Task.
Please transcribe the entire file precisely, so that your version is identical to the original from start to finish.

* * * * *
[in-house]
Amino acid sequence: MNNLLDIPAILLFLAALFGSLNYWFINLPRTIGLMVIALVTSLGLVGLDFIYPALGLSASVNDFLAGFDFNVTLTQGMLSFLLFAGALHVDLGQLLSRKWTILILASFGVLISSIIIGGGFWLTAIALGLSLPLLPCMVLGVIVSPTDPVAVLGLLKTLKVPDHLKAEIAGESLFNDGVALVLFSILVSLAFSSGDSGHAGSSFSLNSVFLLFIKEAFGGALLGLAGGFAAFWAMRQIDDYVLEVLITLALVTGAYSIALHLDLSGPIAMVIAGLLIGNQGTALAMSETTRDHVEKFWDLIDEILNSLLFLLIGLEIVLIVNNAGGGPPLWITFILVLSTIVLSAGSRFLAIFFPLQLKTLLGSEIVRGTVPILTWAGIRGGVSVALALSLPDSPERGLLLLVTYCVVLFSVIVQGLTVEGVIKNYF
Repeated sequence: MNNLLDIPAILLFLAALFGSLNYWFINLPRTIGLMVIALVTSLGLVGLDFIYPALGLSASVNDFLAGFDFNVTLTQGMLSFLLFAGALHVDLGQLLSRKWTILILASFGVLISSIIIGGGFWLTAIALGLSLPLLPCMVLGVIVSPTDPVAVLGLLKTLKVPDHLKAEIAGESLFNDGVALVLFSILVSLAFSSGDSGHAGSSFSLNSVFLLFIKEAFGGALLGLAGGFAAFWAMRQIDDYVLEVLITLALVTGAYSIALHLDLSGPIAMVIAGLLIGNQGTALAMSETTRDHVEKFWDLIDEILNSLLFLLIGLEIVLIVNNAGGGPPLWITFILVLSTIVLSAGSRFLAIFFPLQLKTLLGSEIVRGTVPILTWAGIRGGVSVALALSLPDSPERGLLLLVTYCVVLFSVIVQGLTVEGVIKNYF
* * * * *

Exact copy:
[in-house]
Amino acid sequence: MNNLLDIPAILLFLAALFGSLNYWFINLPRTIGLMVIALVTSLGLVGLDFIYPALGLSASVNDFLAGFDFNVTLTQGMLSFLLFAGALHVDLGQLLSRKWTILILASFGVLISSIIIGGGFWLTAIALGLSLPLLPCMVLGVIVSPTDPVAVLGLLKTLKVPDHLKAEIAGESLFNDGVALVLFSILVSLAFSSGDSGHAGSSFSLNSVFLLFIKEAFGGALLGLAGGFAAFWAMRQIDDYVLEVLITLALVTGAYSIALHLDLSGPIAMVIAGLLIGNQGTALAMSETTRDHVEKFWDLIDEILNSLLFLLIGLEIVLIVNNAGGGPPLWITFILVLSTIVLSAGSRFLAIFFPLQLKTLLGSEIVRGTVPILTWAGIRGGVSVALALSLPDSPERGLLLLVTYCVVLFSVIVQGLTVEGVIKNYF
Repeated sequence: MNNLLDIPAILLFLAALFGSLNYWFINLPRTIGLMVIALVTSLGLVGLDFIYPALGLSASVNDFLAGFDFNVTLTQGMLSFLLFAGALHVDLGQLLSRKWTILILASFGVLISSIIIGGGFWLTAIALGLSLPLLPCMVLGVIVSPTDPVAVLGLLKTLKVPDHLKAEIAGESLFNDGVALVLFSILVSLAFSSGDSGHAGSSFSLNSVFLLFIKEAFGGALLGLAGGFAAFWAMRQIDDYVLEVLITLALVTGAYSIALHLDLSGPIAMVIAGLLIGNQGTALAMSETTRDHVEKFWDLIDEILNSLLFLLIGLEIVLIVNNAGGGPPLWITFILVLSTIVLSAGSRFLAIFFPLQLKTLLGSEIVRGTVPILTWAGIRGGVSVALALSLPDSPERGLLLLVTYCVVLFSVIVQGLTVEGVIKNYF